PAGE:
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Paul Herbert 5th Dan
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New Year’s Resolutions

Emma Robins


Every year, usually around this time I sit and make my New Year’s Resolutions, you know the usual, eat less chocolate, drink less wine, and it got me thinking about what I want out of the next 12 months. I want my body to do what I tell it to, instead of it’s own version of Heian Yondan. I want to be able to publish the website without noticing a typo as soon as it’s up. I want to go an entire training session without having some part of my body niggle at me. And I want to feel as passionately about training when next Christmas rolls around, as I do today.


Most of you know I’ve had an off year, as far as training goes, after having my appendix out at the end of July. It means that my rebellious body now has an excuse to do it’s own thing. For example, now five months on I can complete a good few sit-ups with no pain, but my scar does not like press ups. At all.


Having almost 4 months off regular training was a real struggle for me. I couldn’t wait to get back to the dojo, and was eager to train hard. When the doctor gave me the all clear to train, I was thrilled and that night went down to the club. Then something surprising happened. I really struggled with that session. I couldn’t keep up, my technique felt like it was the worst it had ever been, and I was – for the first time ever – embarrassed to wear a black belt. I hated partner work, because I just felt like I was holding my partner back. This in turn made me mess everything up, by trying to rush it all. That session knocked me for six, and I was stuck. I found myself thinking that maybe, I needed more time off, and found myself wanting to avoid the dojo.


I’ll be honest, I used to speak to people who’d had time off, and they would always say, “The hardest thing I’ve ever done is start back to training.” I used to think, that’s mad! I would never find it difficult to come back! Now I felt like karma had well and truly bitten me on the bum.


I have never not wanted to do karate before. I’ve been training a long time, and it’s become a major part of who I am, but after this first session back I wasn’t sure if I wanted it anymore. Actually, I wasn’t sure if it wanted me anymore.


After that session, I spoke to Shaun, and he said exactly what most of you are thinking, that I’ve had a long time off, that I should be patient, and that actually, I didn’t look that bad. I’ll be honest, it went in one ear and out the other. I was so disappointed.


Shaun, as hard as he tried over the next two months of my return to training, couldn’t help me get my confidence back. I was slow, clumsy and confused most of the time. I just wasn’t getting it. Then I spoke to an old friend of mine, not a karate-ka, about how hard it was, and how I wasn’t sure if I would ever be able to train well again. And she said, “Well, why don’t you quit?”. Just like that. As if it was an actual option to just say, that’s it, I’m done. I couldn’t answer her but the question ran around in my head until my next training session. Even as I was putting on my Gi, I was asking myself that question. If it was that hard, why not just leave it? And as I was training, the answer was clear. Because I don’t want to. As hard as it was, and much as my pride was dented everytime I publically couldn’t do what Shaun was asking for, as clumsy as my technique was, I couldn’t walk away. Even on the days where I thought ‘this is too hard’ I still put my Gi on and trained. Even when I thought karate had abandoned me, I still trained. Because I love it. Isaka Sensei has twice asked me ‘Why do you train?’ and twice I’ve been so unprepared for the question that I couldn’t answer it. Even now, sat at the computer writing this, I can’t answer it. I can think of all the usual answers, but really, deep down, I have no idea how to answer that question. Just like I could never say why I’ll never quit karate. I just know I won’t. I train because I love it. It’s that simple.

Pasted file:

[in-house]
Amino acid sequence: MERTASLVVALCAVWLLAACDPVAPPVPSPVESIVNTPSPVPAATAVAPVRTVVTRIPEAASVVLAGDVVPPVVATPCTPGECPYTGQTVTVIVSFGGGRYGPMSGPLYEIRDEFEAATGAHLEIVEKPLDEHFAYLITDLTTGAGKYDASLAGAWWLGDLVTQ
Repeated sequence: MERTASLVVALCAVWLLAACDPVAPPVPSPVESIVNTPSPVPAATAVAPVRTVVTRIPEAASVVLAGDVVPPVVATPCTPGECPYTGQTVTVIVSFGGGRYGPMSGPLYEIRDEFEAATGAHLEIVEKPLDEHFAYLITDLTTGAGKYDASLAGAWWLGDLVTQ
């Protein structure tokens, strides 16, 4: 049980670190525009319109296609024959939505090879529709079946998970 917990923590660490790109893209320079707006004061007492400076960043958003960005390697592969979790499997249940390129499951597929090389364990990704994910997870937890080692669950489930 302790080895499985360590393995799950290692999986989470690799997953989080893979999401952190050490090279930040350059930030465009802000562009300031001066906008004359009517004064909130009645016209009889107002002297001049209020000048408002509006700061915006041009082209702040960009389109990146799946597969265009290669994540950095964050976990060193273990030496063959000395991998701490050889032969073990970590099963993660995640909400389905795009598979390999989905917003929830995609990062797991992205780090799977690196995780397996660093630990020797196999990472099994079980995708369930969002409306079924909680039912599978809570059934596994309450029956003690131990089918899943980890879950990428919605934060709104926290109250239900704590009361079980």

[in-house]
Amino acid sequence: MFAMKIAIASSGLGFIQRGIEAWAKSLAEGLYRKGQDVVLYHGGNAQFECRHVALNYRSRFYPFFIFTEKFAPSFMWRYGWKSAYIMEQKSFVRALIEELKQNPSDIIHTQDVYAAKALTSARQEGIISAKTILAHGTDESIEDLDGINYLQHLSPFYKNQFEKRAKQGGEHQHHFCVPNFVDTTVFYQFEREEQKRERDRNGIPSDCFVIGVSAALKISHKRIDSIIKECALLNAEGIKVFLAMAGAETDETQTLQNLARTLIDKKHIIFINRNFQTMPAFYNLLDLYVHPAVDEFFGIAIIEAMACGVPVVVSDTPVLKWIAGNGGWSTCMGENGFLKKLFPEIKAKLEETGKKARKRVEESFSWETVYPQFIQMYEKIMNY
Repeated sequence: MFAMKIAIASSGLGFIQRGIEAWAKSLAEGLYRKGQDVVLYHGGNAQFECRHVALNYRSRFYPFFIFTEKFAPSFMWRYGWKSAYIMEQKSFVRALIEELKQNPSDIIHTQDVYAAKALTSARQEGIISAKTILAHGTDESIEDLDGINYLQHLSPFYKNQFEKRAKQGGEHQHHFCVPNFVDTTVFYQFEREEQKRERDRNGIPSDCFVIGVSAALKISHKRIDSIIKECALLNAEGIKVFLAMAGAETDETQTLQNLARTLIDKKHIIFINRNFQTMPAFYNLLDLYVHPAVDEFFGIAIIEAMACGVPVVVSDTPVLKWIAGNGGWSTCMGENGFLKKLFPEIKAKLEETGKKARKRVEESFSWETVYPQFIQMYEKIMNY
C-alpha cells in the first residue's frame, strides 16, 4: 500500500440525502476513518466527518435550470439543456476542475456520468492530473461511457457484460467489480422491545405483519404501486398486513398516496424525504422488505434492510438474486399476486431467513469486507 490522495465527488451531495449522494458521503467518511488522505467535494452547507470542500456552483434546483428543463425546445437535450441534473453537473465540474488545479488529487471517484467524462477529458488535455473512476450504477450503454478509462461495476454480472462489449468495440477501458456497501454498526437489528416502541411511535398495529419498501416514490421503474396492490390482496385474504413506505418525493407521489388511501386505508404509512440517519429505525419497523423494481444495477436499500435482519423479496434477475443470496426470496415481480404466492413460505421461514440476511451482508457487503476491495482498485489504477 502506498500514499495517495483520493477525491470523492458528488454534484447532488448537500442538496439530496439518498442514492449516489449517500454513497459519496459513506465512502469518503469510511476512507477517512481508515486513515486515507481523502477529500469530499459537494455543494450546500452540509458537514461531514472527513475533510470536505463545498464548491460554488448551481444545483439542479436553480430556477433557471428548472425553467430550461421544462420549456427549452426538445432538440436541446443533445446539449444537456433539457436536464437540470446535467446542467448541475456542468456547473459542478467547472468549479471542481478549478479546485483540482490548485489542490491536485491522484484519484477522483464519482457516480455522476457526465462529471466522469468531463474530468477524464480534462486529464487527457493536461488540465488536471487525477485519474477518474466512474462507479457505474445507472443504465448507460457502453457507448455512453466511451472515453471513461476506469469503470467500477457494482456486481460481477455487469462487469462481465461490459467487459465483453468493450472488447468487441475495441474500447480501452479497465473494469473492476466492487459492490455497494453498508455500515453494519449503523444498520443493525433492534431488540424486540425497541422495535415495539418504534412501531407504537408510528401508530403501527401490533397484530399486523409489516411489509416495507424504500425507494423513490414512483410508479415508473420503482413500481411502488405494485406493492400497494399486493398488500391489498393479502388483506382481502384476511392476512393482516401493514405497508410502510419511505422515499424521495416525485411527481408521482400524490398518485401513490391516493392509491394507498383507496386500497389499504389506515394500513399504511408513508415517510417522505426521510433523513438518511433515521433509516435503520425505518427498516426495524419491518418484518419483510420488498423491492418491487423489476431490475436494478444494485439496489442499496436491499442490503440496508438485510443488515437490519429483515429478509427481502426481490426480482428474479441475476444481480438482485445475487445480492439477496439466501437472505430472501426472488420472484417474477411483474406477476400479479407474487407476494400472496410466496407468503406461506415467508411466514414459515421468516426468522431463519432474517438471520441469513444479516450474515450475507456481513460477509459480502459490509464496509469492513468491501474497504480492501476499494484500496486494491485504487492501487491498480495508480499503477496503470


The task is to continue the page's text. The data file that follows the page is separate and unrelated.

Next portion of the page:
Now, my technique is a little better, my oi-tsuki a little more controllable. Now my kata is slightly more co-ordinated, and the time off is becoming less and less noticeable (I hope!). I look back over the last three months and think, ‘Coming back to training is the hardest thing I’ve ever done’. But it’s also the best thing I have ever done. Struggling to put on my Gi before a session taught me that no matter how hard it gets, I’ll always do it. That struggle taught me more about my relationship with karate than the other decade and a half of training did. It made me question my relationship with karate, and made me see it clearly for the first time in a long while. And I see now that if I can train through that time, through that struggle, then I’ll always train through anything. That struggle has made me feel more passionately about my training now that I ever have before. I can’t wait for the Christmas break to be over already.


So now, as I sit and write my New Year’s Resolutions, I know what number 1 will be. Keep training. Through snow, and sunny days, and through stressful weeks, through difficult days and easy days, through my body’s version of Heain Yondan, and through struggles, keep training.


Merry Christmas and a Happy New Year.


Emma Robins